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Yep, Pregnancy Will Change Your Vaginal Discharge
Updated on
March 17, 2024

Yep, Pregnancy Will Change Your Vaginal Discharge

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Yep, Pregnancy Will Change Your Vaginal Discharge.
Yep, Pregnancy Will Change Your Vaginal Discharge

You knew you were going to get a lot of weird pregnancy symptoms, but you may not have known that any would appear on your undies. Vaginal discharge during pregnancy can be kind of surprising, if we’re being honest. Here’s everything you need to know about what’s going on down there, including all the changes you might see.

What does early pregnancy discharge look like?

During early pregnancy, vaginal discharge is thin, clear or milky white and has a mild smell.

After implantation, you might notice an increase in your usual discharge (called leukorrhea). It’s caused by having more estrogen in your system and increased blood flow, both of which happen pretty immediately after pregnancy starts to support baby’s rapid growth.

But it’s not just in early pregnancy—vaginal discharge can change in volume, color and texture at any time during pregnancy, says Dr. Cordelia Nwankwo, an obgyn based in Washington, D.C. And you’ll likely see the biggest increase in volume toward the end of your pregnancy, she says (not to mention the mucus plug!. So if discharge is bothering you now, just wait until you reach month eight or nine!

Is vaginal discharge an early sign of pregnancy?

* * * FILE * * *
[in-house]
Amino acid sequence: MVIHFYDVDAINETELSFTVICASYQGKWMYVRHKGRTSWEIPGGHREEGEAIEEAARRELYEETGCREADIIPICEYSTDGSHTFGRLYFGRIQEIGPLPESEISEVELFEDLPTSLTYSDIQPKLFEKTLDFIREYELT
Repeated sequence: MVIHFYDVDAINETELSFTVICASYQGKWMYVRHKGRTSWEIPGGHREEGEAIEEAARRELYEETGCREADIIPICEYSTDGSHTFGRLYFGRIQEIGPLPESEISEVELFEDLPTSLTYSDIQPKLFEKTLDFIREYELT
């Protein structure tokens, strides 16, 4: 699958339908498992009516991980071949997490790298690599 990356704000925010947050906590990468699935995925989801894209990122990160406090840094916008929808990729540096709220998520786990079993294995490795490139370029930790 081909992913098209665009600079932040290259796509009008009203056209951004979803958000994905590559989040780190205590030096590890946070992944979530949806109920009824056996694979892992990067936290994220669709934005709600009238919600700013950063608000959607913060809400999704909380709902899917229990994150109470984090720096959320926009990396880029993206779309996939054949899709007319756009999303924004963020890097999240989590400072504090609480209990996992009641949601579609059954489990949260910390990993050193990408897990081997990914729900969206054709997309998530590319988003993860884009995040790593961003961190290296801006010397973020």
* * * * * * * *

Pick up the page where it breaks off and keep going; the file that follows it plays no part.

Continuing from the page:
If you haven’t taken a pregnancy test yet and you’re wondering if your discharge could be an early sign of pregnancy, the answer is: maybe.

Vaginal discharge isn’t one of the more common early signs of pregnancy, but it can be a sign. Since pregnancy-related discharge is caused by the thickening of the cells in the vagina from the moment of conception, seeing an increase could be a signal you’ve conceived.

Keep in mind also that spotting—or early pregnancy discharge that’s a little brown or pink and lasts only a day or so—could also be an early sign of implantation and pregnancy. Your cervix is sensitive while you’re pregnant, so you may notice light spotting after intercourse, vigorous activity or even straining with bowel movements, Nwankwo says.

Different types of vaginal discharge during pregnancy

The look of vaginal discharge may change at different points during pregnancy, and different colors, consistencies or textures could mean something else is going on, like irritation or an infection. Below is a quick reference for changes you might notice and what might be causing them, as well as guidance on when to see a doctor.

Different colors of vaginal discharge and what they mean

  • Clear or white: Normal colors for vaginal discharge during pregnancy.
  • Pink, red or brown: Sometimes normal discharge colors; could be harmless spotting caused by mild cervical irritation from exercise or sex. If it lasts longer than a day or two, it’s a good idea to let your doctor know.
  • Yellow or green: Abnormal discharge colors, and could be a sign of vaginal infection. If you see yellow or green vaginal discharge, contact your doctor.